The prognosis for HCM is well-established. Generally, the patient has about eight weeks to live, unless it’s a newly diagnosed cancer that’s responsive to cancer-directed therapy.
With all of these conditions, some patients and families may choose to forgo intervention and allow natural death to occur, especially if the patient’s disease status is advanced and functional status is poor. In these cases, the role of the emergency department is to help patients access hospice services either directly from the department or early in their hospitalization.
A SECOND LOOK
Now, back to the case. Is this the active dying process, or is something else going on?
The patient’s calcium is 14. He’s a patient who would benefit from treatment for his symptom burden, as his functional status was good up until this incident. He’s given 2 L bolus of normal saline, then started on maintenance IVF and given 60 mg IV pamidronate over two hours.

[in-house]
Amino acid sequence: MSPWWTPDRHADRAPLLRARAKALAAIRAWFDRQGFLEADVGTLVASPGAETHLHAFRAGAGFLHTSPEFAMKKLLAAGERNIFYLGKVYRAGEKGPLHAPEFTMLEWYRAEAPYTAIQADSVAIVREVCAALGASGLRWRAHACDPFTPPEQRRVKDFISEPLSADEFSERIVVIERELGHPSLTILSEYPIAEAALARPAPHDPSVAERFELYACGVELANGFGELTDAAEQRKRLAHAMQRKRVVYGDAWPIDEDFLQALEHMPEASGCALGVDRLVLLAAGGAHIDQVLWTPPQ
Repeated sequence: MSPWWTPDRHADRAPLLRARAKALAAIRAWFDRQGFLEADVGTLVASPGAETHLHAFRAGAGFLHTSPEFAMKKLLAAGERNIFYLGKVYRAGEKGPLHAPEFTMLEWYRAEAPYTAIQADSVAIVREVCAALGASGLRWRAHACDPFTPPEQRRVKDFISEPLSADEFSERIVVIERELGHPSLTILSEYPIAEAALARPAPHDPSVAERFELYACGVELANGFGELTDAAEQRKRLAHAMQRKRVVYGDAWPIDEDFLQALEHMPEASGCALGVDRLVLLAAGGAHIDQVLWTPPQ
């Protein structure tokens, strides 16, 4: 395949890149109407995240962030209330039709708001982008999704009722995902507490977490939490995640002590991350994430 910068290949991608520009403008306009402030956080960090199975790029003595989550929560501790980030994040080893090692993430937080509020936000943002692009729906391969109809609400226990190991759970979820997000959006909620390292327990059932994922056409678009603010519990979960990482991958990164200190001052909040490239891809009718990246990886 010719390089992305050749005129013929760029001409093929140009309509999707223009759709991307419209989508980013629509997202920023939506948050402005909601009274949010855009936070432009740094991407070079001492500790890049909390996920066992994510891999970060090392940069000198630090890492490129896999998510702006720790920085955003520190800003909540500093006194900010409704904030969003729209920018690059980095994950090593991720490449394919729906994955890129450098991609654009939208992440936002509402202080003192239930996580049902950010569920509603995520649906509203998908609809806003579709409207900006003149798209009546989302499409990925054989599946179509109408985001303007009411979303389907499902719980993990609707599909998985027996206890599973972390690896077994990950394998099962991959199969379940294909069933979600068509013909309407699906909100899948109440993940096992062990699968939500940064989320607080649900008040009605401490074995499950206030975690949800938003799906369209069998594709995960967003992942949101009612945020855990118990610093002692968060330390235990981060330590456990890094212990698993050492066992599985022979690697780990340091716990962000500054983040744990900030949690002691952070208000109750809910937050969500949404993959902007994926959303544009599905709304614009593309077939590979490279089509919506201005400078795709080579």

His delirium improves over the next few days, and he is able to go home. During his stay, goals of care are revisited with the patient and family, as his prognosis is now approximately eight weeks. Hospice is introduced and accepted by the patient.
Identification of these cancer-related conditions and their prognostic significance empowers the emergency department and your patients to make the most appropriate health care–related decisions. End of life is difficult enough without an emergency added in.
Dr. Aberger is core faculty, emergency medicine/palliative medicine, for St. Joseph’s Regional Medical Center in Paterson, New Jersey. She is also chair for ACEP’s Palliative Medicine Section.
Dr. Fetzer is palliative care medical director at Rainbow Hospice and Palliative Care in Illinois.
Dr. Goett is assistant professor of emergency medicine and assistant director for advanced illness and bioethics at Rutgers New Jersey Medical School.
Dr. Rosenberg is chairman of emergency medicine, chief of population health, and associate professor clinical emergency medicine for St Joseph’s Healthcare System in New Jersey. He also serves on ACEP’s Board of Directors.